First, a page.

Small and Midsized Manufacturers Continue Growth and Expansion

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The 4th annual Prime Advantage Group CFO Survey ( reveals financial projections and top concerns for 2012 of midsized industrial manufacturers in the U.S. and Canada.

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“For the third straight year, our member companies are optimistic and expecting strong growth and financial performance for their companies,” said Louise O’Sullivan, founder, president and CEO of Prime Advantage.

Prime Advantage, the leading buying consortium for midsized manufacturers, announced the findings of its fourth annual Group CFO Survey, revealing financial projections and top concerns of its member companies’ CFOs in 2012. CFOs continue to see solid signs of the economic recovery in U.S. manufacturing. While member companies are planning more hiring, wage increases, and capital expenditures, the availability of skilled workers is a growing challenge.

Summary of Findings

  •     Sixty-nine percent of executives are more optimistic about their companies’ financial prospects in 2012 (compared to 67 percent in 2011)
  •     While more CFOs are optimistic about their own financial prospects, fewer respondents are more optimistic about the U.S. economy than in 2011, with 67 percent feeling better about 2012 than the prior year (compared to 74 percent in 2011)
  •     Fifty-nine percent of manufacturers expect moderate to high growth from their key customers in 2012
  •     Nearly 95 percent of CFOs plan to invest in manufacturing equipment and 63 percent in computer hardware this year
  •     CFOs report that customers are less affected by tight credit, with 24 percent of respondents in 2012 stating customers are not affected by the cost or availability of credit (compared to 14 percent in 2011)
  •     Health insurance premiums increased for most respondents, but at a lesser rate, with only 33 percent indicating an increase of more than 11 percent (down from 48 percent measured in 2010)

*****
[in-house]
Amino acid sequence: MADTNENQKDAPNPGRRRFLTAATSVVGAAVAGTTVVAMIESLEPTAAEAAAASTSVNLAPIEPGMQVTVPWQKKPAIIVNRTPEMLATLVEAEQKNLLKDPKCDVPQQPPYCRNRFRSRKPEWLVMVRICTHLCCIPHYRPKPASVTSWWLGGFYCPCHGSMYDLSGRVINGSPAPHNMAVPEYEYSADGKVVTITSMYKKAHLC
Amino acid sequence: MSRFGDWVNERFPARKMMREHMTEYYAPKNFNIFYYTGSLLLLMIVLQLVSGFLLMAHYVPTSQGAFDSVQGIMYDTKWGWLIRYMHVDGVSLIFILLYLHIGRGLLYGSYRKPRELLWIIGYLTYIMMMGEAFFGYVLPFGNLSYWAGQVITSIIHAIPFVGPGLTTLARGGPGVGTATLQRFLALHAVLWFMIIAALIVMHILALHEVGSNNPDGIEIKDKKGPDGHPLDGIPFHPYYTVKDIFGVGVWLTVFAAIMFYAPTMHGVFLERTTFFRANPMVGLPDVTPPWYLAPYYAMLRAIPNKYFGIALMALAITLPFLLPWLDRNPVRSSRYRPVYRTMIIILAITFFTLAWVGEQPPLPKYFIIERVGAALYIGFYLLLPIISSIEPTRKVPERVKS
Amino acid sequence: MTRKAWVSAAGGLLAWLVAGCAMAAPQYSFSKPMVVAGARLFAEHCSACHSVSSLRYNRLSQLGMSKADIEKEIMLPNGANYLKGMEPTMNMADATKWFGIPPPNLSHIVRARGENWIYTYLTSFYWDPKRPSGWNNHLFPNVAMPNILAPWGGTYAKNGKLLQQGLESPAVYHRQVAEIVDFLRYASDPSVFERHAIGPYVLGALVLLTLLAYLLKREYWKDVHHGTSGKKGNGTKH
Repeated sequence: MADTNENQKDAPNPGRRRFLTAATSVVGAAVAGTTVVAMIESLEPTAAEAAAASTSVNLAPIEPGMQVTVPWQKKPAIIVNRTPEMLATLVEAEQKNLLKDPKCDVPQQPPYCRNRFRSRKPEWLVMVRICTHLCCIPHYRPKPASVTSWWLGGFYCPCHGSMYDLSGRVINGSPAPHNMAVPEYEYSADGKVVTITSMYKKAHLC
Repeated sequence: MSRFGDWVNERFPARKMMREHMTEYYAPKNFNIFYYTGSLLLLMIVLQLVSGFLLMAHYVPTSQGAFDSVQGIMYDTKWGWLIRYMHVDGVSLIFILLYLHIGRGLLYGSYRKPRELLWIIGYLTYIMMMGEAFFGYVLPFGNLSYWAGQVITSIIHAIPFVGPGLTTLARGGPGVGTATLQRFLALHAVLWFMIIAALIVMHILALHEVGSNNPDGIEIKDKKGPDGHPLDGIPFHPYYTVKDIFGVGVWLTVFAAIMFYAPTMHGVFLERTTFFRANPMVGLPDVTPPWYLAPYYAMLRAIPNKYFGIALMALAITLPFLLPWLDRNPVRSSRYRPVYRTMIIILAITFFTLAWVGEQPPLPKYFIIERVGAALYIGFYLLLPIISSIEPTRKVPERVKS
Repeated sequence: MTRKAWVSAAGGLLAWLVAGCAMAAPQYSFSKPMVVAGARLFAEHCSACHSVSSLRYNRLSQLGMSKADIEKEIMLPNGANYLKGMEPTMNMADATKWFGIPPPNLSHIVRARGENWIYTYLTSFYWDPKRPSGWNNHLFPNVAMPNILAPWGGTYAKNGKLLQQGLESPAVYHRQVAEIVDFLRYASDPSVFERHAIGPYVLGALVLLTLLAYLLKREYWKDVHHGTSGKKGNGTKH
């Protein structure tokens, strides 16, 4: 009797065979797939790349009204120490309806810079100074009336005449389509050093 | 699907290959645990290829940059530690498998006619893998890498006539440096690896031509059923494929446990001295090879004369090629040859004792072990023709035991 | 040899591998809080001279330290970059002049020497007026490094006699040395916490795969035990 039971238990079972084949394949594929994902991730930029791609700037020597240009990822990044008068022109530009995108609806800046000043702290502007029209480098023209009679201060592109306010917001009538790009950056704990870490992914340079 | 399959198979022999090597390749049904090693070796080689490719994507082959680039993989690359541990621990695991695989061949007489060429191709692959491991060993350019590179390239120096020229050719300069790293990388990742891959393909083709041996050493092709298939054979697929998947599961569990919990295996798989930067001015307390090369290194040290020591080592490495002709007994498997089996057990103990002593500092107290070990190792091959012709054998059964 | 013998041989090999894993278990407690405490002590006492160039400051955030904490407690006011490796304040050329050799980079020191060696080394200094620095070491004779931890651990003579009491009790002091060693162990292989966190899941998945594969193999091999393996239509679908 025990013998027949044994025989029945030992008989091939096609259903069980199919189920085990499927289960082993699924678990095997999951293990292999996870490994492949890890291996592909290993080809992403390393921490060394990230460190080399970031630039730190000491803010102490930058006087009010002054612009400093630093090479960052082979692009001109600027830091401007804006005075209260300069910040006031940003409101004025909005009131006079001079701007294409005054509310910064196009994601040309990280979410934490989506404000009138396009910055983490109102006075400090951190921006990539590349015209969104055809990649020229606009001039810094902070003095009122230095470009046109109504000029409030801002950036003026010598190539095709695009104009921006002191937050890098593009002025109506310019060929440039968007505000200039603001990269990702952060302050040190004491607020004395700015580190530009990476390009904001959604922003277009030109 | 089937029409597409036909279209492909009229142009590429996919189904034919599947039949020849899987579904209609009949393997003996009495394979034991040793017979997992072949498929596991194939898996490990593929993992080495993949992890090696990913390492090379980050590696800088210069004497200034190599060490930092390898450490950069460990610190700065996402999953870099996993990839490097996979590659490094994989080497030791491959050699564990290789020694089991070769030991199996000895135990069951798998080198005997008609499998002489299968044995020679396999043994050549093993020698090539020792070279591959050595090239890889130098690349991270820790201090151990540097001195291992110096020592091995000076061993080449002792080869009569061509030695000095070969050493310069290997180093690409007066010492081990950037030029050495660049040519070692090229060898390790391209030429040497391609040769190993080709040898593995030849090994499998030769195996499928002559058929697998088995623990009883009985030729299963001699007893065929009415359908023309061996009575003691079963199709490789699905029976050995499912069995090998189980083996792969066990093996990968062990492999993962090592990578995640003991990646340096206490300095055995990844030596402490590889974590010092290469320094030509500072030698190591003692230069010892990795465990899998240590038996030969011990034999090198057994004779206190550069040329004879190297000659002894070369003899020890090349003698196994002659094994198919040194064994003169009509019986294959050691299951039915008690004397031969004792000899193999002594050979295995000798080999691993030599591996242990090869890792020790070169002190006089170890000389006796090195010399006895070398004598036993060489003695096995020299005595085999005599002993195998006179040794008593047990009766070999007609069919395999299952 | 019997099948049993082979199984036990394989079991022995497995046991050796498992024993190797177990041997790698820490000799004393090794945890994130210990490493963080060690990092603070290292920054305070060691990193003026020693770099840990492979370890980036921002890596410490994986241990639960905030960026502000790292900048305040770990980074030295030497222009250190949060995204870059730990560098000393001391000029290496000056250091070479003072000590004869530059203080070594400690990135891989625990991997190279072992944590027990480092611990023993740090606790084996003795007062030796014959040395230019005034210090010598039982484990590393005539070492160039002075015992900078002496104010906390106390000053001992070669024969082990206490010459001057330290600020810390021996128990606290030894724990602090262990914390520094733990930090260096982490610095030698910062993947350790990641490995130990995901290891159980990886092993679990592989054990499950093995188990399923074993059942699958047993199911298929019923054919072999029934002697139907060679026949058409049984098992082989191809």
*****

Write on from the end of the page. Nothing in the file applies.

•     Top priorities in 2012 include cutting operational costs, developing new products and services, and long-term strategic planning (which rose 13 points from 2011).

Mixed Feelings on Financial Prospects and the U.S. Economy
CFOs are more optimistic about the financial prospects for their own companies now than in the last two years (the level of optimism is 79/100 in 2012, compared to 63/100 in 2011). Only two percent of respondents are less optimistic about 2012. This number is higher for Prime Advantage members than the recent similar surveys, conducted by Duke/CFO Magazine (67/100) and Bank of America (50/100). The majority of CFOs report increases in their own new order pipelines, with 57 percent citing more new orders now than at this time in 2011. Manufacturing CFOs are also optimistic about the business prospects of their key customers this year, with 55 percent expecting to see their customers’ businesses grow moderately in 2012.

Respondents are slightly less optimistic about the overall U.S. economy, with 67 percent more optimistic and 12 percent less optimistic (compared to 74 percent and three percent respectively in 2011). However, nearly all manufacturing CFOs (98 percent) believe manufacturing will stay the same or continue to expand in 2012. These mixed sentiments are consistent with a recent GE Survey in which respondents were optimistic about their own companies and industries, and slightly less optimistic about the U.S. economy.

When asked to cite the top potential threats to U.S. economic growth, 90 percent of the CFOs were most concerned with the European fiscal situation (90 percent), followed by the U.S. budget deficit (69 percent) and the cost of healthcare reform (68 percent).

Top Priorities
CFOs will focus this year on cutting operational costs, developing new products and long-term strategic planning. The number of respondents citing long-term strategic planning increased strongly, increasing by 13 percent since 2011 and 26 percent since 2010. Last year’s top priority, the ability to quickly respond to market conditions, fell 24 percent. These results indicate that companies are employing proactive growth strategies rather than reactive strategies that reflected the prevailing uncertainty during and post-recession.